Joe Biden is already facing his first immigration challenge, with his transition team forced to respond to a caravan of thousands of migrants and asylum seekers making its way to the U.S. border.
On Sunday, a Biden transition official sought to deter those traveling with the caravan from continuing the journey, warning that the incoming administration’s arrival will not mean open borders.
“Overcoming the challenges created by the chaotic and cruel policies of the last four years, and those presented by Covid-19, will take time,” the official told Reuters, speaking on background.
“In the meantime, the journey to the United States remains extraordinarily dangerous, and those in the region should not believe anyone peddling the lie that our border will be open to everyone next month,” the official said.
Despite the warning, between 7,000 and 8,000 people are estimated to be traveling with the caravan, including families with small children.
On Sunday, Guatemalan forces clashed with a large group of the caravan’s members, with officers using sticks and tear gas in an aggressive effort to stop the group in its tracks.
According to Reuters, the clash unfolded early on Sunday morning with security officials seeking to prevent some 3,000 migrants and asylum seekers from moving forward as they reached the village of Vado Hondo, roughly six miles south of Chiquimula in southeastern Guatemala.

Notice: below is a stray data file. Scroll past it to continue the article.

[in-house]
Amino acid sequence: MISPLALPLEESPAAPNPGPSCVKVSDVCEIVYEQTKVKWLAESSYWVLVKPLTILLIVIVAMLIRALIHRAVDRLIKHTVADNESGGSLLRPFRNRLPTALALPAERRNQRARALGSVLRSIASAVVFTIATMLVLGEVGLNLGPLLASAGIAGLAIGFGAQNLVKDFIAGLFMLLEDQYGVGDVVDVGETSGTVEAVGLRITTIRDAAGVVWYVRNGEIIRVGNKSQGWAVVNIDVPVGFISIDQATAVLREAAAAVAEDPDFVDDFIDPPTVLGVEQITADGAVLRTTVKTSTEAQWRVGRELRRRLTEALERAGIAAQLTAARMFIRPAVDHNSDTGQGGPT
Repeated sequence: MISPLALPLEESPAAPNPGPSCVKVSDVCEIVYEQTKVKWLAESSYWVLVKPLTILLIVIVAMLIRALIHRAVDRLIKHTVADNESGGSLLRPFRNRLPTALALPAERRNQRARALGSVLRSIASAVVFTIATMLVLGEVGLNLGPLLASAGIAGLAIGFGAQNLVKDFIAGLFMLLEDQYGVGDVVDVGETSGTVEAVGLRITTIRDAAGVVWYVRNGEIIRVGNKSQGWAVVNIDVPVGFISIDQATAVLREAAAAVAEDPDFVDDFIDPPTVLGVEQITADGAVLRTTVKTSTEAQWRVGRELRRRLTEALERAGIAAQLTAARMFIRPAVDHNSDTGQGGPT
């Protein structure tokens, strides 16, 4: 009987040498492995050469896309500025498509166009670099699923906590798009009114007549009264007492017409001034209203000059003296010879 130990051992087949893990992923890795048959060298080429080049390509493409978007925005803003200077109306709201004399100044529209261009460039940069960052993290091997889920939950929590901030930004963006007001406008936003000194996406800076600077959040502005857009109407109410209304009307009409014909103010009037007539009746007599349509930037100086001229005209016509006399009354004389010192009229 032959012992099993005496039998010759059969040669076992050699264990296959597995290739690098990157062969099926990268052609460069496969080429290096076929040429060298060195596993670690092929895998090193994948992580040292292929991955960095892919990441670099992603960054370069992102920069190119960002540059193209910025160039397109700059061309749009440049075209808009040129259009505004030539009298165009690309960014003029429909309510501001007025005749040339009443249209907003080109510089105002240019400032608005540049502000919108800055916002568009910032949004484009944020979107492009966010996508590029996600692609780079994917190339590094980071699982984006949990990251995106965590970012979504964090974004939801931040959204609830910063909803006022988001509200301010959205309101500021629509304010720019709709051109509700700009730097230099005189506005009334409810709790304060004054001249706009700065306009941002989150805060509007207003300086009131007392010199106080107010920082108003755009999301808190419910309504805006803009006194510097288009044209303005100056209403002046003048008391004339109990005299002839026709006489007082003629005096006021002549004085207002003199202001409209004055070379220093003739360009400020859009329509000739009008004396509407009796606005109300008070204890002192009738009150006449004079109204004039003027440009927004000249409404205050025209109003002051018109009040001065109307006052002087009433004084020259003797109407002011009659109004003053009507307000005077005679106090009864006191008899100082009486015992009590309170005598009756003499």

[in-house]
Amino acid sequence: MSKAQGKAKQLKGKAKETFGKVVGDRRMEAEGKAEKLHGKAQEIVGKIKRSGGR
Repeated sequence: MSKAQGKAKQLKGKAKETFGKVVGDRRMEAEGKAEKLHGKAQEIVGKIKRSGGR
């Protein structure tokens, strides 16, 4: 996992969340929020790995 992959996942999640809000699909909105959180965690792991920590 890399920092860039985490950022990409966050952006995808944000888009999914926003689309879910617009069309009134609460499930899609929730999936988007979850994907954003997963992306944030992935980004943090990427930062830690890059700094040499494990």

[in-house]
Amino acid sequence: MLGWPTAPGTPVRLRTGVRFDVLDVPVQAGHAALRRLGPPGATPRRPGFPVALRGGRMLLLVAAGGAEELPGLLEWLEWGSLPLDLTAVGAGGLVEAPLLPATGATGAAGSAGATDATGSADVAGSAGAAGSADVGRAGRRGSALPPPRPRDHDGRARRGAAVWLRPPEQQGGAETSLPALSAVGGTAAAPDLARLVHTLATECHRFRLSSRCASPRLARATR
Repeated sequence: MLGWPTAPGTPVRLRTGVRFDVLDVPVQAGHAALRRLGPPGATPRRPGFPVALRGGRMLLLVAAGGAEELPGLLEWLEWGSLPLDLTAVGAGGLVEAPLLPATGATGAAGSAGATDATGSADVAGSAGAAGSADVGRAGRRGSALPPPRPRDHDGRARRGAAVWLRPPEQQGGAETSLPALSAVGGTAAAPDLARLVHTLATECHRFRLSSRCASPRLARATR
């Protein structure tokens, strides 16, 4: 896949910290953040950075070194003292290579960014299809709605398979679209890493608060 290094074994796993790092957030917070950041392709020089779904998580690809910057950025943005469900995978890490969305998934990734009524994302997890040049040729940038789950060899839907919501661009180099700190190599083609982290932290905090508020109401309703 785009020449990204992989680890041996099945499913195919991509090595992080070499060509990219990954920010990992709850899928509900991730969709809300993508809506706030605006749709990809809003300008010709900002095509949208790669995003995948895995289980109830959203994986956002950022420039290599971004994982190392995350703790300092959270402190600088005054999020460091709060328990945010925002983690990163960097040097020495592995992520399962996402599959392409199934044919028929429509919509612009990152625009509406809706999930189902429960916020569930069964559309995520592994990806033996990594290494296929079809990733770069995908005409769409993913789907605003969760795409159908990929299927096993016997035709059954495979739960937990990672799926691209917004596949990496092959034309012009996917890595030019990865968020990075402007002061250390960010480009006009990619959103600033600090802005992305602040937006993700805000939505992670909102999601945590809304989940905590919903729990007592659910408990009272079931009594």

“We want the Guatemalans to let us past,” Joaquin Ortiz, a Honduran traveling with the caravan told the agency. “Because we’re not leaving here. We’re going to carry on. I want to get through because it’s horrible in our country. There’s nothing in Honduras.”
With migrants and asylum seekers determined to reach the U.S., Biden will likely be forced to address the situation head-on over the coming days.
As it stands, there are still thousands of migrants and asylum seekers waiting in Mexico for their asylum claims to be processed in the U.S. under Trump’s Migrant Protection Protocols (MPP).
Biden has vowed to overturn MPP, better known as the “Remain in Mexico” policy, but he has warned that it will not be a simple process.
Initially, during his presidential campaign, Biden had vowed to see the controversial policy overturned at the start of his presidency. However, in late December he walked back on that vow, asserting during a press conference that “it will get done…but it’s not going to be able to be done on day one.”
It is unclear how the Biden administration will respond to the coming caravan if it is able to make it to the U.S. border, with Central American countries and Mexico having ramped up efforts to prevent irregular migration, particularly during the Covid-19 pandemic.